Saturday, 2 October 2010
La belle et la bete
This film is La Belle et la Bete, the french original of Beauty and the Beast directed by Jean Cocteau. The story and acting was different compared to a typical film because the acting and plot was theatrical and more dramatic, the evidence is clearly shown in the lighting in the castle scenes, the characters have a spotlight shone on them which gives a mystical glow whereas the rest of the scene is dark to keep the gloomy atmosphere. The people used as statues, candle sticks, laterns and doors add to the mystery and suspense of the theatrical performance, they add to the unrealistic enchantment of the castle stage.
The character of the beast interested me most because of the two sides you see. He begins as a tyrant more like the 'beast' that he is described or appear as but the introduction of belle releases his kind and good hearted nature that was stored within. Even though Belle is the prisoner, the Beast treats her as his mistress and she may command him because of his love for her. It questions the theory of what makes a man? The audience sees this character as a hideous hybrid but also as a creature of pity and tortued by the misfortunes and imprisonments of his appearance.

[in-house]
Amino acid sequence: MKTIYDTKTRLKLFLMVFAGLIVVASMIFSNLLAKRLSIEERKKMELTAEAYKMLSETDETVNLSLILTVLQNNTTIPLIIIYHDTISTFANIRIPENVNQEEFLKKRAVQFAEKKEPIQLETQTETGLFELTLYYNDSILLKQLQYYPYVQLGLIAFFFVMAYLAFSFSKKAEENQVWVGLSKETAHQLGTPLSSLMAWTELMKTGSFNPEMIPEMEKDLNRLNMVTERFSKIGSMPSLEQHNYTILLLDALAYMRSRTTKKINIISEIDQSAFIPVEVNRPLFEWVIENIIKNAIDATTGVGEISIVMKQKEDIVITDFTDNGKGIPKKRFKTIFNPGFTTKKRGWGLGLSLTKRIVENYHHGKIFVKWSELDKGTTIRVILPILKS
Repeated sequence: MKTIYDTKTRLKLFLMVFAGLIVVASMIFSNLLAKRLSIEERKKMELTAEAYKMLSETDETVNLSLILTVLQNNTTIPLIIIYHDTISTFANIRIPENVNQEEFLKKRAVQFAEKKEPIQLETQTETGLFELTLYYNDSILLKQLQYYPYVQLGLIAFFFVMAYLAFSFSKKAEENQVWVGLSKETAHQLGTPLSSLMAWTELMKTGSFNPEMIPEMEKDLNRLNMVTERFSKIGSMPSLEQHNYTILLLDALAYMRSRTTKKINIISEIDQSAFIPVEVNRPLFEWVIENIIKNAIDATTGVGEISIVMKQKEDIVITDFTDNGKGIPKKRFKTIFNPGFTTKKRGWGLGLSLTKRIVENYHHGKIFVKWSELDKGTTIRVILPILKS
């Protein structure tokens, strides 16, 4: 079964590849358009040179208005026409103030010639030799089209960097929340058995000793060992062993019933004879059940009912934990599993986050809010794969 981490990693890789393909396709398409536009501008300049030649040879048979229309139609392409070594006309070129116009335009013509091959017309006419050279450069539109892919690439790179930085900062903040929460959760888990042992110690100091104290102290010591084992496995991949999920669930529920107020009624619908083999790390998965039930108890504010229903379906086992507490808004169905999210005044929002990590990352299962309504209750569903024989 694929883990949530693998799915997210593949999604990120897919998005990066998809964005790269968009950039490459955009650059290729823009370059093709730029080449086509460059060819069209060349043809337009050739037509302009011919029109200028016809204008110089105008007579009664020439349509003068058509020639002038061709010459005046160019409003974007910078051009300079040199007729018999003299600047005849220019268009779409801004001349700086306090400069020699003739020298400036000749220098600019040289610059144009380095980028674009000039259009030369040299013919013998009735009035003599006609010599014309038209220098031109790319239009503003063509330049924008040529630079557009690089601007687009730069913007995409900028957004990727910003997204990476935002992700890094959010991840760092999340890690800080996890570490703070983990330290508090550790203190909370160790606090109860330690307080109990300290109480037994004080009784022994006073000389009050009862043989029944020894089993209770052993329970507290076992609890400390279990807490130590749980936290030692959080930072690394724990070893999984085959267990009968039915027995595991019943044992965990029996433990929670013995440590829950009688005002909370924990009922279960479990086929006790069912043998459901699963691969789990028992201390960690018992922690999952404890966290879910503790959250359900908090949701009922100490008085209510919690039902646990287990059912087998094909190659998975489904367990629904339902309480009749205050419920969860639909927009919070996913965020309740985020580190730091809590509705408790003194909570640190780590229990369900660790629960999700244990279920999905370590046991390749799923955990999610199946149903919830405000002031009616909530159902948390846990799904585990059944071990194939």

I found the ending confusing because the plot was unclear as to what happened expect for the final transformation from beast to man because Belle felt love for him. This gives some light to the beast because he becomes what he desires.
"The result was a film that dared to be naive, asking its audience to revert to childhood, the better to accept its practical magic."
Author of review: Derek Malcom - guardian.co.uk
"The Beast may look "horrible" (his words), but he has a heart of gold, contrasting directly with the two untrustworthy sisters and the greedy Avenant, who look fair enough on the outside but are far more beastly inside. "
Author of review: John Nesbit - Old school reviews
"Marvellous surreal effects live on the mind’s eye long after the lights go up: the beast’s smoking paws; a living mantelpiece; the billowing white drapes as Belle is carried along a castle corridor, seemingly without moving her feet; and ethereal human arms brandishing candelabra."
Author of review: Louise Brealy - Empireonline